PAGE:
It can also be helpful to get one if you’re hoping to sell your house quickly, Olmsted says: “If the seller needs a quick timeline to close, with tight deadlines, a pre-listing inspection may help them stay a few steps ahead in the process.”
How much does a pre-listing inspection cost?
According to HomeAdvisor, a typical home inspection ranges from $281 to $403, averaging around $342. But the cost is extremely dependent on local market conditions, as well as the size and age of the home. A 5,000-square-foot historical home in Boston, for example, will obviously cost more to inspect than a new-construction, 800-square-foot condo in a rural area. If you are limiting your pre-listing inspection to a specific area, like the roof or foundation only, you can expect to pay less than a full inspection would cost.
Pros and cons of a pre-listing inspection
- IIt can eliminate buyer requests for concessions: Let’s say your pre-listing inspection turns up some issues with the home’s plumbing. If a buyer finds those same issues and asks for a $3,000 credit or concession, you’d ultimately be making less on the sale. With a pre-listing inspection, you can have it fixed it before you sell and potentially build those repair costs into your list price.
- It can make your home more attractive to buyers: If your pre-listing inspection report looks like an A+, advertising this to prospective buyers can be beneficial to you as the seller, because they see that your home is in excellent condition.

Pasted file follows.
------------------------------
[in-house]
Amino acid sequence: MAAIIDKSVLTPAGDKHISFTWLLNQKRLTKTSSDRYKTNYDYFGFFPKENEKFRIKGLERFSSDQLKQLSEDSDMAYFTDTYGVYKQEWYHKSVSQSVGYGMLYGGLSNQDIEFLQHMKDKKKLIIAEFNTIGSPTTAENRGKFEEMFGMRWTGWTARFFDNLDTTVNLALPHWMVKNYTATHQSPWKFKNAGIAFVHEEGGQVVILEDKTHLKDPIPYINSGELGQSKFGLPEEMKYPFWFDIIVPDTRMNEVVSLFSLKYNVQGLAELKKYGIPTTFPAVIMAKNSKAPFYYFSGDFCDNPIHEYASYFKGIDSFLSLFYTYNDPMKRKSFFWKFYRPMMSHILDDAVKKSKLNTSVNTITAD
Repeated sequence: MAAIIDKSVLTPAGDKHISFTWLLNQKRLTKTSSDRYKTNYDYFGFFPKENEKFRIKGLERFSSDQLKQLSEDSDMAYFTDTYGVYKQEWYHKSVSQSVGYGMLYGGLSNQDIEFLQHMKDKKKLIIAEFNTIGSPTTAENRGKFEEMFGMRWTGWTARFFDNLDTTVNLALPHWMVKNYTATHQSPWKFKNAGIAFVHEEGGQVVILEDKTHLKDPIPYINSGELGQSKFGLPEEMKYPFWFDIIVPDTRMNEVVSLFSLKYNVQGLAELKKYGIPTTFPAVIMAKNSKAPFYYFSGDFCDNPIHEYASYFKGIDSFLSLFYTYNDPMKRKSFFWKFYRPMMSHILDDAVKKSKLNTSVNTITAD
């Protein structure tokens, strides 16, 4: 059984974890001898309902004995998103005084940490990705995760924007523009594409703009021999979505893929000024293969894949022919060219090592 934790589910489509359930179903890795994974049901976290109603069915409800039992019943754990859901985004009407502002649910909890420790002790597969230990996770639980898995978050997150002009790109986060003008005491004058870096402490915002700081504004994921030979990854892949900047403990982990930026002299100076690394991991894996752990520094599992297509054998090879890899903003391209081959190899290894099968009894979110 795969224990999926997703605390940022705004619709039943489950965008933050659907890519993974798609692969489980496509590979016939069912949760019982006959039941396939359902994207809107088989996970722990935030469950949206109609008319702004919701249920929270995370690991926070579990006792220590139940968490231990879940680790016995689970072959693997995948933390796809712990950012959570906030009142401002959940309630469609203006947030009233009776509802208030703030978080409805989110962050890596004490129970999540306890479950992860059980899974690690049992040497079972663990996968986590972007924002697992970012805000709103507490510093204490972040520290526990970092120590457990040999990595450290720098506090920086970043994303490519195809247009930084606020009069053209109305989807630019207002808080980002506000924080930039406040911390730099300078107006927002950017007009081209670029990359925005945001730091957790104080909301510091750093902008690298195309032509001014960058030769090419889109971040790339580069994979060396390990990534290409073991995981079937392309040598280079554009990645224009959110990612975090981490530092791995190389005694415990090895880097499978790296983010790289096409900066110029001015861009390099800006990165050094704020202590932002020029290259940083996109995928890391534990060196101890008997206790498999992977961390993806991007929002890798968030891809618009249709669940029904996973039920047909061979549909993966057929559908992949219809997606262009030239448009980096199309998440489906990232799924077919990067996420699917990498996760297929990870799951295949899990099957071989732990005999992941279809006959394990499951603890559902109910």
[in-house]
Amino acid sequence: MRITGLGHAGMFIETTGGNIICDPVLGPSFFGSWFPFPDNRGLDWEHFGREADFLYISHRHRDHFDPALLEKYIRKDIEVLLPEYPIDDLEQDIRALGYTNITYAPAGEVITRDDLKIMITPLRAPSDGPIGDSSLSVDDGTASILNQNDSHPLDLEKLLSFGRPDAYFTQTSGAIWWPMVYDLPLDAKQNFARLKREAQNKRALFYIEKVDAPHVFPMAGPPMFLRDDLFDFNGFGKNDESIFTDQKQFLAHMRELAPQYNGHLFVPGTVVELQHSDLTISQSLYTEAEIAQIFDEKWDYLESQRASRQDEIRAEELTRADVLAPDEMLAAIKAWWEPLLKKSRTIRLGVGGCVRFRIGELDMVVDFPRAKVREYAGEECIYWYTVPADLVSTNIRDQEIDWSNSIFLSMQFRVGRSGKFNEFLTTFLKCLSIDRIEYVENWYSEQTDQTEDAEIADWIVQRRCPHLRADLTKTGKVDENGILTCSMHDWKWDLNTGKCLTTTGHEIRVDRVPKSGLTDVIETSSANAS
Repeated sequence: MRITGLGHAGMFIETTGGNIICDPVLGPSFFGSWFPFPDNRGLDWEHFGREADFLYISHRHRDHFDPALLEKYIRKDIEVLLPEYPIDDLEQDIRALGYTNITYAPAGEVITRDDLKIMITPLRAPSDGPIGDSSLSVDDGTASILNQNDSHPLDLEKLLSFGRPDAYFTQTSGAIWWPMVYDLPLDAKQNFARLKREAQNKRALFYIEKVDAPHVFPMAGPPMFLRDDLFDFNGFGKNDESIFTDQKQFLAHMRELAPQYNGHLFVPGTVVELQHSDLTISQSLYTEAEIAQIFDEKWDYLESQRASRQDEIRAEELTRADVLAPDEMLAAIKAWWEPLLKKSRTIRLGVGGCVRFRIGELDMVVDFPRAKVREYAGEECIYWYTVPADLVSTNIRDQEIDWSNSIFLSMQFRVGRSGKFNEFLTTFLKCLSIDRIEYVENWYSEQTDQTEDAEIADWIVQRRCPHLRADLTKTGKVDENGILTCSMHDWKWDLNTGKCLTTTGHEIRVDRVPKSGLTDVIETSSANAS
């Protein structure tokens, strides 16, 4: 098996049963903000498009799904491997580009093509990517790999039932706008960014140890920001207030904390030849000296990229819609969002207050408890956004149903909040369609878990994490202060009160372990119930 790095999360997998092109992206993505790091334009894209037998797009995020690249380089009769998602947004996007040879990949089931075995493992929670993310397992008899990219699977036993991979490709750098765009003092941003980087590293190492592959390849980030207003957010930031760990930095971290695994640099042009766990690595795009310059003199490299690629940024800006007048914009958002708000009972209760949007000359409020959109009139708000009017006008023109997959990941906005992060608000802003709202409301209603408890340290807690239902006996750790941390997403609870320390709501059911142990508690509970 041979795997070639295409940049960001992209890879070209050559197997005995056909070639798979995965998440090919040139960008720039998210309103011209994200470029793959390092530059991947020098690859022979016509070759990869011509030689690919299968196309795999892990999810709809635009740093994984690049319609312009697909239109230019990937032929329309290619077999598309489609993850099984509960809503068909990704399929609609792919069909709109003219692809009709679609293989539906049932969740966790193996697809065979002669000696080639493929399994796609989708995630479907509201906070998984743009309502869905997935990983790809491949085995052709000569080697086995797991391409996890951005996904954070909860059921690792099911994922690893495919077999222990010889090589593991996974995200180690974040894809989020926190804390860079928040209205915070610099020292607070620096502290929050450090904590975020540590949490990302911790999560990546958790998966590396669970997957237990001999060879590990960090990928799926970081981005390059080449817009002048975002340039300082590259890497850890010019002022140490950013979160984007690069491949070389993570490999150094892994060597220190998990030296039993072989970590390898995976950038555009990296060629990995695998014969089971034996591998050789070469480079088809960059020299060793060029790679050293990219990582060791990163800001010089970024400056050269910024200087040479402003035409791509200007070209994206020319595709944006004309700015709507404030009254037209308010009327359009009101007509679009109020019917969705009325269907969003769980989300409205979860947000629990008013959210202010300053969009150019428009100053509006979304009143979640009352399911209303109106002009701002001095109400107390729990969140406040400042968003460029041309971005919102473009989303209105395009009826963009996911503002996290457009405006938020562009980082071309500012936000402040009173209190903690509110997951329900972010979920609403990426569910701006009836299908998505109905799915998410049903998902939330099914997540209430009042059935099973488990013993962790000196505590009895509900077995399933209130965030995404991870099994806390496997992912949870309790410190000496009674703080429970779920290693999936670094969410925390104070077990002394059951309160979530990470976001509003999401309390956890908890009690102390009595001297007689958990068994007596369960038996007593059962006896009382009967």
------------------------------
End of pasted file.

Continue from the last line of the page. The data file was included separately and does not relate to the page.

- It can speed up the selling process: Closing a real estate transaction can take some time, even in a fast-paced market. A pre-listing inspection can help you proactively fix issues that could otherwise create hiccups that delay the deal.
- It’s another cost: Selling a house comes with various costs already, and tacking on one more might not be worth it to you if it’s not mandatory.
- It could conflict with the buyer’s inspection: It’s likely a buyer will still hire an inspector to do a regular home inspection, and that inspector might have a different view of your home than the pre-listing inspector did.
It might mean paying for unnecessary repairs: You never know what will and won’t matter to a potential buyer. You could wind up paying to fix things that your buyer would not have noticed or cared about.
In most states, when you sell your home, you must complete a disclosure form that details your knowledge of potential issues. This is typically just problems that you know about — you’re not required to go searching for problems. If a pre-listing inspection turns up issues, then you know about them, which means you’ll likely be required to disclose them. “The seller should review each line [of the inspection report] with their real estate professional to determine what issues should be addressed or disclosed to the buyers,” says Denver real estate agent Angelica Olmstead.
Pre-listing inspections are not a mandatory part of the home-selling process, but getting one can be useful. For example, if your home is found to be in great shape, that can be a big selling point for prospective buyers. And if an issue is uncovered, it gives you a chance to take care of it early, before buyers see it, which can save you money and time.